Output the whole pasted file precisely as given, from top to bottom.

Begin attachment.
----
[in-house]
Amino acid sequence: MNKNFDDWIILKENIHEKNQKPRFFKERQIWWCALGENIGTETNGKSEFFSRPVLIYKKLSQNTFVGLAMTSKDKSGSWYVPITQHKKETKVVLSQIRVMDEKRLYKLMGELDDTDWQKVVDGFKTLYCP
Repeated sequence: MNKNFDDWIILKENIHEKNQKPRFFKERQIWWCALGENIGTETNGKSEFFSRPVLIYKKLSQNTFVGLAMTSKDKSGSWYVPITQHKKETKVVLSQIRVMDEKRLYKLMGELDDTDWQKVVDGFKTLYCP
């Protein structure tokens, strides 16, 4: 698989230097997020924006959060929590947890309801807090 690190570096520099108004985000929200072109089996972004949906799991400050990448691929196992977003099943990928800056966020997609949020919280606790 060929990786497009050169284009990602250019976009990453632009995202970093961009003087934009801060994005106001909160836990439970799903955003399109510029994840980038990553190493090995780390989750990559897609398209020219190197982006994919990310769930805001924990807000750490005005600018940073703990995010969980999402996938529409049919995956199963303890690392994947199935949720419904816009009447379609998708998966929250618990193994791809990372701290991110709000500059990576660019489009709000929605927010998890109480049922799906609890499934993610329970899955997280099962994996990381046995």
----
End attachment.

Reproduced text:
[in-house]
Amino acid sequence: MNKNFDDWIILKENIHEKNQKPRFFKERQIWWCALGENIGTETNGKSEFFSRPVLIYKKLSQNTFVGLAMTSKDKSGSWYVPITQHKKETKVVLSQIRVMDEKRLYKLMGELDDTDWQKVVDGFKTLYCP
Repeated sequence: MNKNFDDWIILKENIHEKNQKPRFFKERQIWWCALGENIGTETNGKSEFFSRPVLIYKKLSQNTFVGLAMTSKDKSGSWYVPITQHKKETKVVLSQIRVMDEKRLYKLMGELDDTDWQKVVDGFKTLYCP
């Protein structure tokens, strides 16, 4: 698989230097997020924006959060929590947890309801807090 690190570096520099108004985000929200072109089996972004949906799991400050990448691929196992977003099943990928800056966020997609949020919280606790 060929990786497009050169284009990602250019976009990453632009995202970093961009003087934009801060994005106001909160836990439970799903955003399109510029994840980038990553190493090995780390989750990559897609398209020219190197982006994919990310769930805001924990807000750490005005600018940073703990995010969980999402996938529409049919995956199963303890690392994947199935949720419904816009009447379609998708998966929250618990193994791809990372701290991110709000500059990576660019489009709000929605927010998890109480049922799906609890499934993610329970899955997280099962994996990381046995």